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Filled up once with normal Shell fuel (in the very far north of Scotland) after always using Optimax in my old 30v A4 Quattro. Got a real shock, the car ran so bad for 50-60 miles i dug out the RAC card from the glove box ready for the car to die! It took a couple of tanks of Optimax to come right again.

I Never use anything else in the Bora R32.

Petrol brand and type appear to make no difference at all in the wifes Saab though.

Found a website once detailing petroleum development for aircraft before the jet engine, some of the fuels used were not "petrol" (iso-octane & n-heptane) as we know it at all(synthetic chemicals & tuelene or somthing), it's comlicated stuff! Also knew a few guys who paid big money for "Bluegas" (race fuel) for their racing bikes, it gave very large power gains and the exhaust fumes made your eyes sting.

The fuel you use can make a huge difference to performace, wether the fuel you can buy does, is harder to say.
 

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Well obviously the Octane rating IS going to make a difference to the running of your car, how much of a difference i would say depends on the level of tune. A standard car that isnt regularly serviced isnt going to notice much difference in performance going from 97/98 RON fuel to standard 95 (regardless of source).

However, a standard car kept in optimal tune (plug gap spot on, air/fuel ratio as near to stoichiometric conditions as poss etc etc) would probably notice a difference, it HAS to, they ARE different fuels...

Those of us with chipped/tuned engines are going to notice a difference even more because a remap/chip is designed to optimise every setting and extract as much power/performance as possible for a given engine spec, therefore if your car falls out of tune slightly (I.E running 95 RON over 97/98), you will notice it...

Also, to re-inforce this argument, think about why chip tuning companies offer different maps for different Octane levels, this is because they can run more boost and advanced ignition timings without fear of pre-ignition or detonation for higher Octane levels.

Most supermarkets buy their fuel from the 'spot' market, which basically means from anywhere at the cheapest price regardless of quality. I remember reading (and i dont know how accurate this is) that spot market fuel 'CAN' (not always) come from a major brand refinery but without the additives, because (and this is the bit im not sure of) the spot market tanker drivers dont want to wait in line to top up with additives (the additives are added just prior to delivery apparently).

Whatever the case may be, supermarket fuel tanks must be filled with a mish mash of fuel from anywhere and everywhere...not good.
 

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Some other interesting info to throw into the debate:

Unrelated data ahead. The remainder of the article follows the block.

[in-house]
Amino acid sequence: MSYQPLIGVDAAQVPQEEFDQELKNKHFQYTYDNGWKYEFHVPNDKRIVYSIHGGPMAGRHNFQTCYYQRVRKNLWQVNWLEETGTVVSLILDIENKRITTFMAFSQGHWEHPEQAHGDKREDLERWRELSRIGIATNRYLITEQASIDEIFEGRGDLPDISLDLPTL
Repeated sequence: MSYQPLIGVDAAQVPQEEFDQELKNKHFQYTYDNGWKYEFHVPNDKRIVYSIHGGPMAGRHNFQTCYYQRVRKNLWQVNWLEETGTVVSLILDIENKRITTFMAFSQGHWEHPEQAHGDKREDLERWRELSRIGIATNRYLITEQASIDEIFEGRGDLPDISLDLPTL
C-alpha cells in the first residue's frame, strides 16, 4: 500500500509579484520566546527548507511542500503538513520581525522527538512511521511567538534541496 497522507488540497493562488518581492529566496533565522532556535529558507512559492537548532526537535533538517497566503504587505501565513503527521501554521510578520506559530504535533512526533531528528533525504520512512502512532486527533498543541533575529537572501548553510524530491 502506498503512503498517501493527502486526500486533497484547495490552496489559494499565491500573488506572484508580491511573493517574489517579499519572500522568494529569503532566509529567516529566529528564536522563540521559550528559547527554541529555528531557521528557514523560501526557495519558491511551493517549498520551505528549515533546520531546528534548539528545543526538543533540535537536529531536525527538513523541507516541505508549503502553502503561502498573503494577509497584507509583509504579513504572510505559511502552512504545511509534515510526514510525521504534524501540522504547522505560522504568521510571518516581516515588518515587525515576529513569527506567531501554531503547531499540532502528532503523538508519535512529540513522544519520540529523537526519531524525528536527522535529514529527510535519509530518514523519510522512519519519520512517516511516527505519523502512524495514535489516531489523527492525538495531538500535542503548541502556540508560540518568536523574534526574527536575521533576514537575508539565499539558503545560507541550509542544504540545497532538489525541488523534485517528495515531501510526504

[*]You read the EXACT same discussions on forums with Ferrari and Porsche owners. Hmmm.

[*]Shell have an Optimax Discussion Forum. Nobody from Shell is ever there most of the time. Whenever asked to comment, the few who do show up will not make ANY solid claims as to what Optimax actually does.

[*]Use Google and search for any hard evidence - a single scientific test - discussing the merits of Ultimate / Optimax. Let me know if you find any, because the best I could find was for Shell V Max. How can I argue with hard data like this?

Posted Image
Posted Image


This graph clearly illustrates new Shell V-Power?s superior performance advantage over the ordinary unleaded fuels on the market.

Oh but of course, I was such a moron to question its merits.

[*]Marketing. Its very easy to convince car enthusiasts they do not know what they are talking about if they use anything else. Shells website even says it:

If you care about your car, then Shell Optimax? is the fuel for you.

Well I guess I hate my car then - sorry for thinking some form of 'proof' is a reasonable thing to expect...Ill base my judgement on forum heresay instead. If you drive a chipped / mapped car thats been set up to take advantage of higher end fuels, then I can only assume it should be used. But if you drive a stock car I would spend my money elswhere personally.

PS Nectar point people, use BP - decent 95 fuel and you get points there too [:)]
 

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i also believe fuel manufacturers adjust the fuel seasonly to account for better cold starting in winter.i'd like to know how long it takes for fuel to degrade as i remmember my old two stroke enduro's ran way better on fresh fuel as opposed to what was left in from the week before.
 

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I used to work for esso and it is true that the supermarkets buy their fuel on the spot market i.e. the cheapest place at that time and this could mean that when you fill up at asda you could be getting esso,shell,bp or imported crap.It's pot luck.

I run my car on either optimax or esso supreme and can def notice the car running better.

Ever left the fuel in your lawnmower over winter-notice that it wont start until u fill it with fresh fuel-thats what fuel degredation gan do.
 
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